It is not clear whether the Amerindian women of Trinidad and Tobago displayed as much readiness, as has been noticed of the Amerindian women in Hispaniola, to promiscuity in their sexual relations as a form of welcome to strangers. Nor is it clear whether in Trinidad, as in Hispaniola, there was the same accentuation of feminine tendencies among male Amerindians which has been noted of them in comparison with the Negroes of Africa.
And the records do not permit us positively to involve Trinidad in the 470-year old argument as to whether syphilis was an export from the Old World to the West Indies, or an importation from the West Indies into Spain, and thence into Europe. Researchers did find evidence of syphilis in the exhumations.
What is certain is that syphilis would appear to have been as prevalent in Guiana and Venezuela as in the Greater Antilles and Mexico, and that the Arawaks developed a peculiar remedy for the disease.
The Amerindian tribe was governed by a cacique, very much as a father governs his family. If Columbus is to be believed, fighting between two Amerindians was rare, and so was adultery. The only crime punished by the community was theft, for which the punishment in Hispaniola, even where petty thefts was concerned, was death - the culprit being pierced to death with a pole or pointed stick.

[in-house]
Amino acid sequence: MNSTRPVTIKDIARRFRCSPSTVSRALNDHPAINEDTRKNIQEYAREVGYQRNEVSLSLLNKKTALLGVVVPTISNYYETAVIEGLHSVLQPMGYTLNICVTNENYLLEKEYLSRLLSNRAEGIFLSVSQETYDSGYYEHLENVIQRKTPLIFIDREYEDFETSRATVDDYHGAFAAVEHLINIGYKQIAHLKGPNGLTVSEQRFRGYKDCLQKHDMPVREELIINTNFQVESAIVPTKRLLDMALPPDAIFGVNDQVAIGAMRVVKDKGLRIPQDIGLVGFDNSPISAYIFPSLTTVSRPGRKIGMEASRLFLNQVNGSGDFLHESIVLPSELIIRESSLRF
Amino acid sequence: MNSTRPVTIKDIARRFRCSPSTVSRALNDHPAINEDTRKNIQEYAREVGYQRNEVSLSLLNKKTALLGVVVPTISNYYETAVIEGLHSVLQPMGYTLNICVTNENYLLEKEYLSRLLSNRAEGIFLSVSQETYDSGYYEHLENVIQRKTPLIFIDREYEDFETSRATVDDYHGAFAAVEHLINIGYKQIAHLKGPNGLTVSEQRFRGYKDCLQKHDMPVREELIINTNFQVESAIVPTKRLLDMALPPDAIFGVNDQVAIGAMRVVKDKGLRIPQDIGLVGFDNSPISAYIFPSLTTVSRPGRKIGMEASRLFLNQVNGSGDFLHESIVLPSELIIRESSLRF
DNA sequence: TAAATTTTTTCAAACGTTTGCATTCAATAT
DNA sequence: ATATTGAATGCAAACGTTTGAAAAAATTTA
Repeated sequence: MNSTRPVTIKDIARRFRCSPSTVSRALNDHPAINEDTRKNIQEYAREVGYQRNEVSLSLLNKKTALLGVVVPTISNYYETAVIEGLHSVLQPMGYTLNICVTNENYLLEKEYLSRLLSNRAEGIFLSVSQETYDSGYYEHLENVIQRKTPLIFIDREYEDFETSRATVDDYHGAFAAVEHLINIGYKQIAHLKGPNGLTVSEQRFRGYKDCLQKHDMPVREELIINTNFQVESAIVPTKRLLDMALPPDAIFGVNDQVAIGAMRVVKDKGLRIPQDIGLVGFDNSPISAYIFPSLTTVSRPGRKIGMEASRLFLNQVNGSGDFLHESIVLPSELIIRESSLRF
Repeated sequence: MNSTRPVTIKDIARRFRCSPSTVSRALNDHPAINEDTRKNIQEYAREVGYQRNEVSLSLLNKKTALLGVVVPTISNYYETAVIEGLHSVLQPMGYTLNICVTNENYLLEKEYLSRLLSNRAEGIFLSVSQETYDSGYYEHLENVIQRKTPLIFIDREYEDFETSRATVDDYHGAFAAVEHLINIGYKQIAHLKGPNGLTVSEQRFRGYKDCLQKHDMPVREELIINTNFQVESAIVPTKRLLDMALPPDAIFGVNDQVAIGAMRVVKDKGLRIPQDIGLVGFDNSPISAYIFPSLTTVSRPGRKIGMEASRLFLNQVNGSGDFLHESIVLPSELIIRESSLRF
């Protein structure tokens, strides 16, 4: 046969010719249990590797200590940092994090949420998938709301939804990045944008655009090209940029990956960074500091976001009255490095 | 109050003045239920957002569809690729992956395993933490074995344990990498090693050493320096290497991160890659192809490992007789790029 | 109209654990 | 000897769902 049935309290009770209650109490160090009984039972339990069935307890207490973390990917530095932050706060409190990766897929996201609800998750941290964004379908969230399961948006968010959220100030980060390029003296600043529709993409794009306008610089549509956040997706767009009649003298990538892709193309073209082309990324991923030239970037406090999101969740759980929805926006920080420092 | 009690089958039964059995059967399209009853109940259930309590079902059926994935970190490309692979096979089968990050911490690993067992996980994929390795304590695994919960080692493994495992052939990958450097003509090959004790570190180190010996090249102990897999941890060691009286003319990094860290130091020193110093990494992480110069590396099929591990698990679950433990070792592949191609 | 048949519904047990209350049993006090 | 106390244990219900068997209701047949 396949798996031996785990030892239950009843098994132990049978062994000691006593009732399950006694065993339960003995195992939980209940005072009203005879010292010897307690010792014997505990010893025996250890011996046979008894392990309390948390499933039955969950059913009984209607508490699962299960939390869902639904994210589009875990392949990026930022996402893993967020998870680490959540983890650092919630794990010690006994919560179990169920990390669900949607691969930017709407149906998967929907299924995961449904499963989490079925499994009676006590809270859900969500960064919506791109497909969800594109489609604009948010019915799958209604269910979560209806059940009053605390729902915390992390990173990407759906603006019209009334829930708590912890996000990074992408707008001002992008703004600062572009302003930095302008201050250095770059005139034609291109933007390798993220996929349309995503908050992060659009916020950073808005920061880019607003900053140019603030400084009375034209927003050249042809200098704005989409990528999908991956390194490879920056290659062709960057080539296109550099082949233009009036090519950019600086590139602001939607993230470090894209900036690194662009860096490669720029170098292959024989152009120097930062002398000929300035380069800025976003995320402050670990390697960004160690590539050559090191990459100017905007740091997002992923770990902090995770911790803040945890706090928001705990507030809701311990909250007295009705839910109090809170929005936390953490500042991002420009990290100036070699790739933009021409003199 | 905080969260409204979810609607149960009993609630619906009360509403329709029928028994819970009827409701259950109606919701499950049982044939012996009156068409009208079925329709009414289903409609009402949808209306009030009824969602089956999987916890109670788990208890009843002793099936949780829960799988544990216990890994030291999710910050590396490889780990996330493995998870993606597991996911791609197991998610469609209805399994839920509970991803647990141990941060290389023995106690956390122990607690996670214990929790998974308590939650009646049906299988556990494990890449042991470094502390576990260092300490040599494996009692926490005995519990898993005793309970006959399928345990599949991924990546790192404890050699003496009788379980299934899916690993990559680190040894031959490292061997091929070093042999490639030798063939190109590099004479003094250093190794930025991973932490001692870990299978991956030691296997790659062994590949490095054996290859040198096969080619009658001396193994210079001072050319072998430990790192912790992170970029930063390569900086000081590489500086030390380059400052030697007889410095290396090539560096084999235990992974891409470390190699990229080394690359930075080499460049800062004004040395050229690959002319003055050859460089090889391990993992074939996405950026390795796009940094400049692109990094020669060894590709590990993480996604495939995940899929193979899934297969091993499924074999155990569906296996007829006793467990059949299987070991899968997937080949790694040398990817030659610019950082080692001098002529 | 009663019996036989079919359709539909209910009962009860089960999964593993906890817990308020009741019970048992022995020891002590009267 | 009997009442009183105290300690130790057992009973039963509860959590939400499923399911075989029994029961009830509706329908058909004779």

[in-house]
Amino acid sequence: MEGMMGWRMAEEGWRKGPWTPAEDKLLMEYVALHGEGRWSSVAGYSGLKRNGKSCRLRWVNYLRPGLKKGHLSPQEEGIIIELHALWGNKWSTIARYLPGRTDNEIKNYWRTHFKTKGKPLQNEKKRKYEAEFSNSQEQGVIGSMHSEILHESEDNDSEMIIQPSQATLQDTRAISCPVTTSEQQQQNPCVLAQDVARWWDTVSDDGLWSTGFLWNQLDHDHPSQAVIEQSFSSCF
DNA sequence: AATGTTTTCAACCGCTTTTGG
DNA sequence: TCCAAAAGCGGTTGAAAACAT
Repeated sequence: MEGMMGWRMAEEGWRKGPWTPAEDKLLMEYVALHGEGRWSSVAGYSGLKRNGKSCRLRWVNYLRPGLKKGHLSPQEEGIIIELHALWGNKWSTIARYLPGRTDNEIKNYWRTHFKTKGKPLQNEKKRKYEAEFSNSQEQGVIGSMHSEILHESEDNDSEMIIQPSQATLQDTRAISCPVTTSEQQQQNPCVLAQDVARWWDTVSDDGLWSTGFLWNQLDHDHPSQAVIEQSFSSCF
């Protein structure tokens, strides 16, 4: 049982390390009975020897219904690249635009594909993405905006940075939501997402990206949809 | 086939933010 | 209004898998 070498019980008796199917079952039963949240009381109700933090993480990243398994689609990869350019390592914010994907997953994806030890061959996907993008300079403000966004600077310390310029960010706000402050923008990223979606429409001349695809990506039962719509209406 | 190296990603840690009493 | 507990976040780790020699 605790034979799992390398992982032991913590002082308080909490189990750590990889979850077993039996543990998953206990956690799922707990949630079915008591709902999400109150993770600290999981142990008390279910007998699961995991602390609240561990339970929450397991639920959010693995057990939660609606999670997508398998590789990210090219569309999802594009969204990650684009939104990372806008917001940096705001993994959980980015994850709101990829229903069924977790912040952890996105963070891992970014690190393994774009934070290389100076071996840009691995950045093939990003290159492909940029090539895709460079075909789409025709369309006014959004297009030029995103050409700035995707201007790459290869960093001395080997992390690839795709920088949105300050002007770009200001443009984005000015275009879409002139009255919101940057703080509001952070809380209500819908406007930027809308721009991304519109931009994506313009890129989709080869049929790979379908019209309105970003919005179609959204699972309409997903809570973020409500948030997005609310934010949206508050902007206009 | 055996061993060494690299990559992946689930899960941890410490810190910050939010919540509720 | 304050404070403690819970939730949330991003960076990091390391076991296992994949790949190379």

The Arawaks were a relatively peaceful people; the Caribs essentially warlike. While both painted their bodies with roucou, partly no doubt to present a terrifying appearance in time of war, the Caribs were distinguished from the Arawak in their use of poisoned arrows. The Caribs have also been conventionally described as 'cannibals'.
As far as Trinidad is concerned, there would appear to have been several distinct tribes of Amerindians present in the island towards the end of the fifteenth century. The Caribs tended to settle for the most part in North and West, around what is today Port-of-Spain; two of their principal settlements were located in Arima and Mucurapo. The Arawaks some to have concentrated above all in the South East and it is recorded that on one occasion the Arawaks took Tobago from the Caribs.
Researchers, however, challenged the view that there were any Caribs in Trinidad. He based this on the absence of two facts customarily associated with the Caribs. First, he found no evidence of the use of bows and arrows, which, in his view, is confirmed by the relative scarcity of bird bones in the middens. But he admits the possibility that the spines of the sting ray and eagle ray, found in large numbers in the middens, in some cases obviously improved by man, might have been used as arrows on lance heads. In the second place he emphatically denies any evidence of cannibalism in the remnants of the animal foods found in the middens. Not a single human bone was found.